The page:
What to expect after the referendum
We have waken up to a new Turkey.
The result of the referendum is “yes,” but the people gave messages that both the government and the opposition need to analyze properly.
First of all, support for the presidential system was initially around 25 to 30 percent. In that sense President Recep Tayyip Erdoğan changed the course of the flow. He received the same amount of votes he got when he was elected president.
But the ruling Justice and Development Party (AKP) needs to engage in some serious self-criticism.
But let me first mention the High Election Board’s (YSK) decision to deem ballots without official stamps as valid. The YSK did not have the right to overshadow the elections. Kemal Kılıçdaroğlu, the head of the main opposition Republican People’s Party (CHP), said the decision made the results open to debate. The opposition will pursue this issue.
In his speech Sunday night, Erdoğan said there would be no early elections and that the government would continue until 2019. Although the AKP won the referendum, this was not a victory. The “yes” vote was not at the desired, “meaningful” level. There is talk in the party corridors that this result has created the necessity for Erdoğan to take the party leadership. “Erdoğan will make an assessment and prepare the party for the 2019 elections,” say some party members. Despite his statement, Erdoğan could opt for early elections.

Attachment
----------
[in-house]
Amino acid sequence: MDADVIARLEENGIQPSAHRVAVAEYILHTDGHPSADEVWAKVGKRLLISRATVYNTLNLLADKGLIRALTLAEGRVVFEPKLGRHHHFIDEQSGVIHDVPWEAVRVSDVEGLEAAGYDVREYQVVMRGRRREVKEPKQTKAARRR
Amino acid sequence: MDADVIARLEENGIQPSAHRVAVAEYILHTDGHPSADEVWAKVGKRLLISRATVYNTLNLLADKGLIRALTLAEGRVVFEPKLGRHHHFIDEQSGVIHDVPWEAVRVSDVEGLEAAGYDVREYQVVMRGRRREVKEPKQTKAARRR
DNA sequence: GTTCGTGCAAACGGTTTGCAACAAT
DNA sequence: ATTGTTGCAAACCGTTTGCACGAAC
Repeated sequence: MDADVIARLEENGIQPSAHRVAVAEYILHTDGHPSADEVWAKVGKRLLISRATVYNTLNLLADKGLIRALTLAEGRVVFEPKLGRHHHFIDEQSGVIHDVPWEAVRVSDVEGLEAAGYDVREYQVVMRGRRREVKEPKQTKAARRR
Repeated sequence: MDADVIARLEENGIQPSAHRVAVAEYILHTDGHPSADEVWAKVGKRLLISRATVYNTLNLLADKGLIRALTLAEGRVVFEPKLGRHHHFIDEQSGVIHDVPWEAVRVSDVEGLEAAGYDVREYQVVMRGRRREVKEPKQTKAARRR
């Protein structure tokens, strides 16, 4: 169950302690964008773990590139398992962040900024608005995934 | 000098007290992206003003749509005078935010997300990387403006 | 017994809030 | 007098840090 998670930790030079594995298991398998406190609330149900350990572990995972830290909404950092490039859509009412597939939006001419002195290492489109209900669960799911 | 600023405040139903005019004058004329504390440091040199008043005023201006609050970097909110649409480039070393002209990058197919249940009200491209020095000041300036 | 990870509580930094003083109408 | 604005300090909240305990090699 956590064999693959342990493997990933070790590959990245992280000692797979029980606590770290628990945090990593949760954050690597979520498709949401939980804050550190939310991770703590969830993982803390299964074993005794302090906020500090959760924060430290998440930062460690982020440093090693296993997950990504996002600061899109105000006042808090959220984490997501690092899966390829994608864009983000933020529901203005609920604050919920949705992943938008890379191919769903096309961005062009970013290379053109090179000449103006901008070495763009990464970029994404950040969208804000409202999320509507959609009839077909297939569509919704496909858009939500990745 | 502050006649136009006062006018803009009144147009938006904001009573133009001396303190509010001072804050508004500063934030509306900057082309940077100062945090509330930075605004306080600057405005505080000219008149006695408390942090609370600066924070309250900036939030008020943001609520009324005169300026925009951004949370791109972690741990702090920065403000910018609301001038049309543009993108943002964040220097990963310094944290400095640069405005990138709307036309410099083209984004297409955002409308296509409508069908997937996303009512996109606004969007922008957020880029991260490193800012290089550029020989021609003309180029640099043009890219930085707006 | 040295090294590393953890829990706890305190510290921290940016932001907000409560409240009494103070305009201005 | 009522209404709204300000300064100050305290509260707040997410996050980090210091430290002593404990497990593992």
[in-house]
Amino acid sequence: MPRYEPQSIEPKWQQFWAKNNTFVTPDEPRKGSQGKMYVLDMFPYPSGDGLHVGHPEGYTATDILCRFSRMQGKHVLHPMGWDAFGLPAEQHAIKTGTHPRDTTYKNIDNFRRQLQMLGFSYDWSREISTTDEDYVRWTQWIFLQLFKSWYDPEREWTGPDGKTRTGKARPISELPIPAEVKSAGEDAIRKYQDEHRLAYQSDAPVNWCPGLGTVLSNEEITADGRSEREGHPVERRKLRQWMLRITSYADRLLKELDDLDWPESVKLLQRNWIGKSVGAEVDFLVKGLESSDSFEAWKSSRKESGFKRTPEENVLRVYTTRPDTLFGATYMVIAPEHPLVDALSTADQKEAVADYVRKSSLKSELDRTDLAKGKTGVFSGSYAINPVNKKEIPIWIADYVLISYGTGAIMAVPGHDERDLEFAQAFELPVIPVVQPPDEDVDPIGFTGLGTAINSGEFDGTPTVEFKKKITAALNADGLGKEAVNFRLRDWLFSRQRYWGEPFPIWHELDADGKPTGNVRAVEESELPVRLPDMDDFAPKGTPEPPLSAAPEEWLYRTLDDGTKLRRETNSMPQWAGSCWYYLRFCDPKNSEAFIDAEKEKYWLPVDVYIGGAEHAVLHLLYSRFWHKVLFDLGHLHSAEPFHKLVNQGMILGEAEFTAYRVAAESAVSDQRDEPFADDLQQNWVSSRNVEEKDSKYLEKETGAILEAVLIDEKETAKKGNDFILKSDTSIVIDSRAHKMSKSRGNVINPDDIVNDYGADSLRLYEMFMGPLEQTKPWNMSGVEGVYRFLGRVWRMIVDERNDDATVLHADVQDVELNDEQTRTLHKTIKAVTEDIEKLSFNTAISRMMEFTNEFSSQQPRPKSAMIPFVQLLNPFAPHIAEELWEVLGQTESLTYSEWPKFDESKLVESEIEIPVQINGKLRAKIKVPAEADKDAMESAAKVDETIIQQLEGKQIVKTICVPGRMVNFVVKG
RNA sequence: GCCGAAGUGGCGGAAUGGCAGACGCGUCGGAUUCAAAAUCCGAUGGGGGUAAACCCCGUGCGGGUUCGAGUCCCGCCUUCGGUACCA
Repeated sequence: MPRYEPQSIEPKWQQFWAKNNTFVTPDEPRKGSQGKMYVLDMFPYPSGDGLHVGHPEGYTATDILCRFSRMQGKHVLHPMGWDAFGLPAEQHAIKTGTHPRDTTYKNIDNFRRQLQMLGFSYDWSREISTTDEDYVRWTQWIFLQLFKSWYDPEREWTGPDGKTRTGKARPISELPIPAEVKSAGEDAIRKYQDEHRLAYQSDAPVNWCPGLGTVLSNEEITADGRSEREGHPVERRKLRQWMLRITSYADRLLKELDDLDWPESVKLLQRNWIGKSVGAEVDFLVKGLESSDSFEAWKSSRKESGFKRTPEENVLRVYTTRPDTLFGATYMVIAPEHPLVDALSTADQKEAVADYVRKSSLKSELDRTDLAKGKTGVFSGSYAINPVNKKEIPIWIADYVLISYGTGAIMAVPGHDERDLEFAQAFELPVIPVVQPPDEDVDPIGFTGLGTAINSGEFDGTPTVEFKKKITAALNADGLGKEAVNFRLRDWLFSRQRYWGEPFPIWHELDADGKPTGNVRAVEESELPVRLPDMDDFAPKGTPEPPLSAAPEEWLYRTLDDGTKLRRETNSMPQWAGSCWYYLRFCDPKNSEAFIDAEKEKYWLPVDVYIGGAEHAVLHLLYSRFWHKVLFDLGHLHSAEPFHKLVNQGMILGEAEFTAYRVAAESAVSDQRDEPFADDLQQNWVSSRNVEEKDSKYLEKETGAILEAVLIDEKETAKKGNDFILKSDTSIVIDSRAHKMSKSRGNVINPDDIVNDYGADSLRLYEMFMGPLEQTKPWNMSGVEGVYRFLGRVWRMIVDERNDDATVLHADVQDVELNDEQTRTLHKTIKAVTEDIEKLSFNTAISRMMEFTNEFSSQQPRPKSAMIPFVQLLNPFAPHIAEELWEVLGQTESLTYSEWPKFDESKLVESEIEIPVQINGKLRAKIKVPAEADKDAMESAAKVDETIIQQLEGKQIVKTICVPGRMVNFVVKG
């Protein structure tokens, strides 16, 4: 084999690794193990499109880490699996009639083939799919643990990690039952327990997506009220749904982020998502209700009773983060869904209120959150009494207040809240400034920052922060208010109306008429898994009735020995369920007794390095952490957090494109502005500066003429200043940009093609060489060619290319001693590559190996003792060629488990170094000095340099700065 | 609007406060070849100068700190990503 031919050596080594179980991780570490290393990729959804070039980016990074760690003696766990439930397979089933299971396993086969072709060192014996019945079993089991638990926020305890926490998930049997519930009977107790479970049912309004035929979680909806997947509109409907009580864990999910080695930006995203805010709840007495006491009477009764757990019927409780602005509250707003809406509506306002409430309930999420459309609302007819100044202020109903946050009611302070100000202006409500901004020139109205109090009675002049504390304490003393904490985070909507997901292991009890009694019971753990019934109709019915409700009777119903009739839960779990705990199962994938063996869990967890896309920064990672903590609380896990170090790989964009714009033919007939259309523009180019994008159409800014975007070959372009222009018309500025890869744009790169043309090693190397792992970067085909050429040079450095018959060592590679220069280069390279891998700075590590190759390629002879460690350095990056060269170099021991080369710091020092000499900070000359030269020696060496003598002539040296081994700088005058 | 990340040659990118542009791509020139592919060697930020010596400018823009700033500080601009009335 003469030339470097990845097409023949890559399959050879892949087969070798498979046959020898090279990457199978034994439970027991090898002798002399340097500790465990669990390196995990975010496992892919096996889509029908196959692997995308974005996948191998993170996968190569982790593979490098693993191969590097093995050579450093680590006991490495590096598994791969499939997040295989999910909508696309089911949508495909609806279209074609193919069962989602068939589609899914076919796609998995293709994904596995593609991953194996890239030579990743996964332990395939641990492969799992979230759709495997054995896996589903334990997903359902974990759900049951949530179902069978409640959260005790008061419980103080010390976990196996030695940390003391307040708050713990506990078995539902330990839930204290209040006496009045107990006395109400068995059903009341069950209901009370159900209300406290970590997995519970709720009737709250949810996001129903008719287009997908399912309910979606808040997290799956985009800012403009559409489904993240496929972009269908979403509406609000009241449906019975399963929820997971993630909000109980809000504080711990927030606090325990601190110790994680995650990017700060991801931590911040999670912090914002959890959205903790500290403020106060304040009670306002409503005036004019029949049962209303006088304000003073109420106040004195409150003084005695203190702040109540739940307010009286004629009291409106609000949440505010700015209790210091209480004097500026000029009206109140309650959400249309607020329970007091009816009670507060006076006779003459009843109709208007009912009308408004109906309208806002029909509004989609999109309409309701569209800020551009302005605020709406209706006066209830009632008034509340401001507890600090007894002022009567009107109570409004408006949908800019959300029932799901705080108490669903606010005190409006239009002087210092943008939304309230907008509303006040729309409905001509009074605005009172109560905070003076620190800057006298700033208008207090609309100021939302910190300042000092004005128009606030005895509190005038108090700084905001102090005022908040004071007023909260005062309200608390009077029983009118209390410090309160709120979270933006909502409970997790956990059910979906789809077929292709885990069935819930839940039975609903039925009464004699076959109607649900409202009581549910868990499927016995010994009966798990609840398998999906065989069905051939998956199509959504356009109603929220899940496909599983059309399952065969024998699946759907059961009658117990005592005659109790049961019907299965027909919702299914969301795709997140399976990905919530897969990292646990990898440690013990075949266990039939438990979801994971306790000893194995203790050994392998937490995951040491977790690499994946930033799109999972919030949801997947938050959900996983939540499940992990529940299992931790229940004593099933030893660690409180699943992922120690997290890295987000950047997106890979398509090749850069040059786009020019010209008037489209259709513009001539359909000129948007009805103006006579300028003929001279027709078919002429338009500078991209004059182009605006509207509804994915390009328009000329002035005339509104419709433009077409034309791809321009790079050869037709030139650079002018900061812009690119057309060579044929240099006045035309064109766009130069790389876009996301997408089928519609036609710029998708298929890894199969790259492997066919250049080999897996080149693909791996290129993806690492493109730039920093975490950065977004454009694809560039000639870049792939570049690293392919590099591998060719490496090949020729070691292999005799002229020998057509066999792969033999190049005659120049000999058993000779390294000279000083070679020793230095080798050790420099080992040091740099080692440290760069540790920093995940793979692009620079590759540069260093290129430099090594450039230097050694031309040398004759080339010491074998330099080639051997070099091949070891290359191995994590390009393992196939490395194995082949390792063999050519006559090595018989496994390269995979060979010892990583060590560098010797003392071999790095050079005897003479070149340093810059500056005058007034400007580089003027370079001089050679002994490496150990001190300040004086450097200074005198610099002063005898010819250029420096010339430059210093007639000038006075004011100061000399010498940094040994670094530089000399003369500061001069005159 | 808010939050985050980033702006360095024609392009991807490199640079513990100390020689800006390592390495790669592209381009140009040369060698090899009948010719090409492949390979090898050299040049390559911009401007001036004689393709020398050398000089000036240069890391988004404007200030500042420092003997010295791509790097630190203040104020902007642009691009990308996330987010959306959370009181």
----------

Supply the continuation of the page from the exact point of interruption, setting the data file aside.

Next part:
The AKP could not receive the support it was expecting from the Nationalist Movement Party (MHP). Not only did the cooperation with the MHP not create any synergy, but at times it worked against the AKP, like the statement made by MHP leader Devlet Bahçeli on the federal system three days prior to the referendum. There was no additional support from the MHP in the coastal regions for instance.
The MHP constituency did not vote for Bahçeli. I talked to Meral Akşener before the referendum. She told me that she would think about a new party after April 16. The way is open for Akşener to establish a new party after April 17.
Kılıçdaroğlu as the leader of the ‘no’ camp
When it comes to the CHP, forget about the dissidents in the party, no one, not even a whole army, can unseat Kılıçdaroğlu. As the leaders of the pro-Kurdish Peoples’ Democratic Party (HDP) were in prison, Kılıçdaroğlu assumed the leadership of the “no” camp. As the head of a party who got 25 percent of the votes, his role and share in the 49 percent of the “no” is very big.
The referendum results need to be carefully analyzed in terms of the Kurdish votes as well. The Kurds stood next to Erdoğan at a critical turning point. These results have reminded the ruling party of its historical responsibility in the solution to the problem.
There is another truth that the referendum results have shown us: a referendum that takes place in a polarized environment brings a neck-and-neck result. Let’s recall the referendum which was held after the military coup to abolish the bans on political leaders. There was also a very tight result. In this referendum, those who like Erdoğan said “yes,” those who do not like him said “no.”
The AKP also used the wrong rhetoric at the beginning of the campaign. The rhetoric will be another issue that will be evaluated by AKP cadres.